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Old 01-05-2009, 02:56 PM   #35
Web Rider
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Originally Posted by True_Avery View Post
I say water in the sense of pure, filtered, plain old water. Placing dirt, salt, etc is arguing semantics, as it is still water with additives unless that water has been fundamentally changed.
Scientifically, the "water" in question hasn't changed, it now shares it's space with other molecules of things.

As far as I know, salt and dirty don't fundamentally rearrange the molecules that make up water. If they did, by definition, it would no longer be water. It would be a different substance entirely.
Before there was "hard science" there was society, and we learned by trial and error much the same way. Mud is really dirty water. So dirty, that there is often more dirt than water. We apply these modifiers to words for social reasons, which can be just as much important to the truth as anything.

For example, what are characteristic factors of water? Well, it's made of two hydrogen and one oxygen. Okay, it's also transparent. It's also drinkable for most of the human population. It has reflective and refractive properties. It can be a gas, a liquid, and a solid.

When we add modifiers to "water" we can rule out some of these qualities. If the water is now "dirty" then it will probably lose it's transparency, and it's drinkability. Now, if you can't drink it and you can't see into it, you might not be as inclined to call it "water". There is another non-drinkable, semi-tranparent liquid out there, and that's gasoline. But gasoline has other features, such as smell. If you have dirty, smelly water, and a pool of gasoline, at casual glance, you might be more inclined to think of the gasoline as the drinkable one(until you tried).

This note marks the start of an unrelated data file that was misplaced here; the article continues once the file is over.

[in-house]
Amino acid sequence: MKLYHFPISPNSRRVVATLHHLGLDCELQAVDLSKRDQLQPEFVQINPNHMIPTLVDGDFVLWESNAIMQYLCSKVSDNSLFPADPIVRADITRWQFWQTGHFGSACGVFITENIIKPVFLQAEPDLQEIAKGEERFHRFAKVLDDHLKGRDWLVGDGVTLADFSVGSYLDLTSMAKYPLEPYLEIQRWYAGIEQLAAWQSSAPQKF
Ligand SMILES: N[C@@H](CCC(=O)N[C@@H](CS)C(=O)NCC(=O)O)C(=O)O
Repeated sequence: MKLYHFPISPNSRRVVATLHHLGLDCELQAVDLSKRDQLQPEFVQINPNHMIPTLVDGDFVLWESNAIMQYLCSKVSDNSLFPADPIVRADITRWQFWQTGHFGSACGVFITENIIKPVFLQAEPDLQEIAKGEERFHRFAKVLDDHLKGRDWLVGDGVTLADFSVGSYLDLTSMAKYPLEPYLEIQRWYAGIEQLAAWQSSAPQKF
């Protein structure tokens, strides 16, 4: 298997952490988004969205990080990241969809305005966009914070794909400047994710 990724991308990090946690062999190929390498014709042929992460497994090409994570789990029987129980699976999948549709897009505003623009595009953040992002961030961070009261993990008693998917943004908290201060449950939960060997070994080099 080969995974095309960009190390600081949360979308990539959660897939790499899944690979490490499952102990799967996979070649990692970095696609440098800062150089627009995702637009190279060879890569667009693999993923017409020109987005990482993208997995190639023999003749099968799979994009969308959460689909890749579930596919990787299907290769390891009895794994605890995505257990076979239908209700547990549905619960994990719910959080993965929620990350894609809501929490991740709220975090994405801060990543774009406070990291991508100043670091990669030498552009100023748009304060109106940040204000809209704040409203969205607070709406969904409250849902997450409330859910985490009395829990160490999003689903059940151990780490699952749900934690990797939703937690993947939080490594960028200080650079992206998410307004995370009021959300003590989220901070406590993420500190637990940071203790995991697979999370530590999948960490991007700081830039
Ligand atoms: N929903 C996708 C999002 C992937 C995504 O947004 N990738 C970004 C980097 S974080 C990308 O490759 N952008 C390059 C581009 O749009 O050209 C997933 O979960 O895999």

So social definitions are important to truth. Imagine another race has massive oceans of Mercury, a liquid similar to dirty water. For them, it is drinkable, for us, it is not, yet their word for their semi-transparent, reflective and refractive drinkable liquid, translates to our "water". Yet, we do not describe the same scientific things, but we do describe the same social things.

Just like you example with water, just calling all these variations "snow" is incredibly general. But the word has more of a social meaning than the scientific meaning of Snow as a type of precipitation in the form of crystalline water ice, consisting of a multitude of snowflakes that fall from clouds.

Calling it something else does not fundamentally change the way it is created. Only the way we perceive it. And what we generally all perceive on a basic level would be "frozen water (translate to any language you want)" I'd assume.
No, it doesn't. But it can. If I call water "air" and in reverse, call air "water", then it stands to reason, I am a fish. I breathe water and die in too much air, even though like a human, I require some air to survive. Social meanings are just as important as scientific ones. Can they cause more confusion? Sure, because social truths are more flexible. Water on this planet will always maintain the same chemical combination until something changes it.

But, again, choosing the answer and which to stick to is more for social interaction purposes. Scientifically, I'd presume they are all acceptable answers for the definition of snow.
Sure, science will mostly say it's made out of certain elements in certain combinations. But socially, if you define water as something radically different, then even if you are still talking about a semi-transparent, reflective and refractive, drinkable liquid, that can be a solid, liquid, and gas, then science will back you up when you say that it's not the same as dihydrogenmonoxide.

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